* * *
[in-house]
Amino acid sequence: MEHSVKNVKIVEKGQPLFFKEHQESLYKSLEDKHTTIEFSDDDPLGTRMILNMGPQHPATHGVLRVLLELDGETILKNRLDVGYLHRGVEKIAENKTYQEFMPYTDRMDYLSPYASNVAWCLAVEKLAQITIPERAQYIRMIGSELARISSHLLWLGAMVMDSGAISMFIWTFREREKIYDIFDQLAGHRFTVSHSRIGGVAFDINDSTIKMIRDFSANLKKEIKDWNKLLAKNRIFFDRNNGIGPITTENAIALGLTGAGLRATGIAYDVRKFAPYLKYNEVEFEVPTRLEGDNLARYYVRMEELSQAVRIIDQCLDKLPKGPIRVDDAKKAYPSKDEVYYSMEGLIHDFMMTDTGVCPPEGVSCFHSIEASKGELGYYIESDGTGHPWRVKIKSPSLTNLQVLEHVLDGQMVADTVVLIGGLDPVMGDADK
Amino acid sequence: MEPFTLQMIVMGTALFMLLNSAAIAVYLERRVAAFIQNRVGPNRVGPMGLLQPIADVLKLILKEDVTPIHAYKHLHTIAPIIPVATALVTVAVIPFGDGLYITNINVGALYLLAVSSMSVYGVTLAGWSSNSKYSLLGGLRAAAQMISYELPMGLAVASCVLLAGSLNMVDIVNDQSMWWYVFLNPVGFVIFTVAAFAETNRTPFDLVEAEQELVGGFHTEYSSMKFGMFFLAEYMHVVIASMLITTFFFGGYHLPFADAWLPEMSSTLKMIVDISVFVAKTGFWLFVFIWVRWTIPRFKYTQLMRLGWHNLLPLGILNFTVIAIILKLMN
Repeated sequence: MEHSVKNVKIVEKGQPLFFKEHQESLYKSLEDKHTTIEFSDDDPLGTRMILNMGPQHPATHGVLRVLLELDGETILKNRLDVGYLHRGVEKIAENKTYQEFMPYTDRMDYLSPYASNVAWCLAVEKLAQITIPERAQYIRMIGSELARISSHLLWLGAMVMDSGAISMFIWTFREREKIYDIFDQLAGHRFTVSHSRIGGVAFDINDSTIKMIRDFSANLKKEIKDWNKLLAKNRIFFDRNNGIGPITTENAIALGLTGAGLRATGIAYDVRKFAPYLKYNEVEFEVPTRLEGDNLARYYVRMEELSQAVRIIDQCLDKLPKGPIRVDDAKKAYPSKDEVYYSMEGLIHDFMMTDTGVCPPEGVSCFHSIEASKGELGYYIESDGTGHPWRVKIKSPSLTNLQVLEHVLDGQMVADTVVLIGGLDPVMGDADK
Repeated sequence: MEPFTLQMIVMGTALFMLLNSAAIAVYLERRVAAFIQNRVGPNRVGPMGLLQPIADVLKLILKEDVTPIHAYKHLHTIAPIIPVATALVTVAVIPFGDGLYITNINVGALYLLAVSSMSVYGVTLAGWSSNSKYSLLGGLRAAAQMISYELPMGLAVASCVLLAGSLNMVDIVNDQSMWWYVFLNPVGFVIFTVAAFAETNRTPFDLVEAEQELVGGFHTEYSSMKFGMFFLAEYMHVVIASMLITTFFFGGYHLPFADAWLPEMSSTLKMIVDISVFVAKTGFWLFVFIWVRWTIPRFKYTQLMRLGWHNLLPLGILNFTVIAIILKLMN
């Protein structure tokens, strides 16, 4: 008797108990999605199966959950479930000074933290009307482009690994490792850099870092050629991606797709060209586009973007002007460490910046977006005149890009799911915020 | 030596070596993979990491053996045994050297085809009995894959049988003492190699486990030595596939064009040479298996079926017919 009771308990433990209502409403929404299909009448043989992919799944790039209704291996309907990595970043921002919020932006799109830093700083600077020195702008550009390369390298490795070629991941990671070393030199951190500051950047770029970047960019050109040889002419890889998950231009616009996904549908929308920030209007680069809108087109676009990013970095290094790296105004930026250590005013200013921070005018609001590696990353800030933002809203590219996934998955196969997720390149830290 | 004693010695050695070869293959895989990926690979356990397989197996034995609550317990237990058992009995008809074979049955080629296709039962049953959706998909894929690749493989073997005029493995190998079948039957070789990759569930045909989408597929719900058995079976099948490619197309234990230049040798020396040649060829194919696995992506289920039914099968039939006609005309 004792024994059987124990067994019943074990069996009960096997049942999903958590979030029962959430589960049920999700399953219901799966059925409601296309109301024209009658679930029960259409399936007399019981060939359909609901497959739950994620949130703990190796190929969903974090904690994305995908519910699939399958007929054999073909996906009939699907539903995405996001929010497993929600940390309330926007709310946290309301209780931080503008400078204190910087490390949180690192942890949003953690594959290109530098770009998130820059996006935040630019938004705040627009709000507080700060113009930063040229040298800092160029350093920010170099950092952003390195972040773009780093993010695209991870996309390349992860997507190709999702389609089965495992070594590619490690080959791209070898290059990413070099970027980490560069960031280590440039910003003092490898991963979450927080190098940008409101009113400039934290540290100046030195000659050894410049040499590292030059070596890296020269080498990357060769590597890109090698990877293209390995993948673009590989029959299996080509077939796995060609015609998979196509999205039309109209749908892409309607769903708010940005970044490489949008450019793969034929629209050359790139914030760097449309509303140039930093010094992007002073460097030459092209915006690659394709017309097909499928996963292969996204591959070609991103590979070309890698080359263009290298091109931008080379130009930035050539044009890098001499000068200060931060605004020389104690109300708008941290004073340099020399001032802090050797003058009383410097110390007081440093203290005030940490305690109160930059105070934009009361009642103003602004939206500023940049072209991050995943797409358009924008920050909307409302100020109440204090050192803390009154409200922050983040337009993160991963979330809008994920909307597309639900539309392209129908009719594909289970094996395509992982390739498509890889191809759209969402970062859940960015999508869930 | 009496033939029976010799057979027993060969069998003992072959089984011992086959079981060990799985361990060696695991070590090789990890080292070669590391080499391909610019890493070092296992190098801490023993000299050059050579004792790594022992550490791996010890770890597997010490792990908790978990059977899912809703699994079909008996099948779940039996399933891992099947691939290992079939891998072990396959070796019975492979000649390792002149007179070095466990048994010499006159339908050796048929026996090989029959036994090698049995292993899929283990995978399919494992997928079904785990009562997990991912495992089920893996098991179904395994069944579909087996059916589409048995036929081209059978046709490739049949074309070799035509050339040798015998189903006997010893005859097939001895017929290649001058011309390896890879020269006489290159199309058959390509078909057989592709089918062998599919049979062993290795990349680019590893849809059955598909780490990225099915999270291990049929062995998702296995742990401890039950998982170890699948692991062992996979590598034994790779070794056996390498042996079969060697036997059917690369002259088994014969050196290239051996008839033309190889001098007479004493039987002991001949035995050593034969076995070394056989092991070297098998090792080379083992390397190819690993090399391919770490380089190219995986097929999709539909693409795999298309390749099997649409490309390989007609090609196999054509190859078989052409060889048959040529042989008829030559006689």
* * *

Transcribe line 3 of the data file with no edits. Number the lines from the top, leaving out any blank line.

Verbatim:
Amino acid sequence: MEPFTLQMIVMGTALFMLLNSAAIAVYLERRVAAFIQNRVGPNRVGPMGLLQPIADVLKLILKEDVTPIHAYKHLHTIAPIIPVATALVTVAVIPFGDGLYITNINVGALYLLAVSSMSVYGVTLAGWSSNSKYSLLGGLRAAAQMISYELPMGLAVASCVLLAGSLNMVDIVNDQSMWWYVFLNPVGFVIFTVAAFAETNRTPFDLVEAEQELVGGFHTEYSSMKFGMFFLAEYMHVVIASMLITTFFFGGYHLPFADAWLPEMSSTLKMIVDISVFVAKTGFWLFVFIWVRWTIPRFKYTQLMRLGWHNLLPLGILNFTVIAIILKLMN